Stop the email time thief: Don't let new messages distract you

Multitasking? It's a major drain on productivity...

Most of us feel compelled to respond instantly to emails, but that urge to reply may often be misguided, says Monica Seeley.

If you missed BBC Radio 4's recent book of the week, The Winter of Our Disconnect, I urge you to buy a copy. One of its themes is how digital media, from email to Facebook, distracts us and leaves us less productive. The book's author, Susan Maushart, is not the first to find that although we like to think we are good at multitasking, actually it is a major drain on our productivity.

Others have demonstrated that each time we stop, even to take a sneak preview at an email, it adds 15 minutes to the time it takes to complete the task in hand. No wonder the long-hours culture pervades the UK and US.

I had the honour recently to work with the English Institute of Sport at its national conference. One of the questions raised was what is it that successful elite athletes, or indeed any sports professionals, do when they are performing at their peak? Focus, focus and refocus.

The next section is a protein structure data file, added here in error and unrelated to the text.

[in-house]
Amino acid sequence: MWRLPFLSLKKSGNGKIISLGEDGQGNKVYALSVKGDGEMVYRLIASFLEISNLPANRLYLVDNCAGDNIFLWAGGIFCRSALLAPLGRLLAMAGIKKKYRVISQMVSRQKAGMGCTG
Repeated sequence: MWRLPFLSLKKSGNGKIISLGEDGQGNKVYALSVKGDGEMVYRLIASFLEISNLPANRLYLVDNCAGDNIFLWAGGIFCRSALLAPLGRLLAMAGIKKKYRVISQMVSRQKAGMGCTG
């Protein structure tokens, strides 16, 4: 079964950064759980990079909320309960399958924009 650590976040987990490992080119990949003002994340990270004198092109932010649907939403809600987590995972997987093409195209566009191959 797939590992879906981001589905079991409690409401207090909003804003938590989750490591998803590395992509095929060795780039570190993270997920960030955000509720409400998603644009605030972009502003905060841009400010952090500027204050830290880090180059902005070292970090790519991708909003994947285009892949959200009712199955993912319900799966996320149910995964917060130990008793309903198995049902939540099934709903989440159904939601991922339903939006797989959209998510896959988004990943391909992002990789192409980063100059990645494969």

Cursor hovering over inbox button

Instant reactions to email can be very expensive if the reply is either incorrect or admits liability to an error
(Photo credit: Shutterstock)

Look around and see who are the successful business people. They too are the ones who are able to focus on the task in hand, even if it is only for a few minutes. In terms of email, it raises questions such as:

  • Why do we let email interrupt our lives?
  • Why do we feel we must respond immediately to an email?
  • What does an instant response say about us and how busy we are?
  • How many emails do we regularly receive that honestly need answering immediately?
  • What if the response requires consideration, for example, evidence?

Some would argue that a fast response is good customer service. But what about the customer with whom you are already dealing? In the financial services sector, some say time is money and that you only look at traders for proof. Yet they may just be the exception to the rule.

There is also often disparity between the sender's expectation of an acceptable response time and the recipient's perception of what is expected. The sender's is often longer and inversely proportional to their seniority.

Instant reactions to email can also be very expensive if the reply is...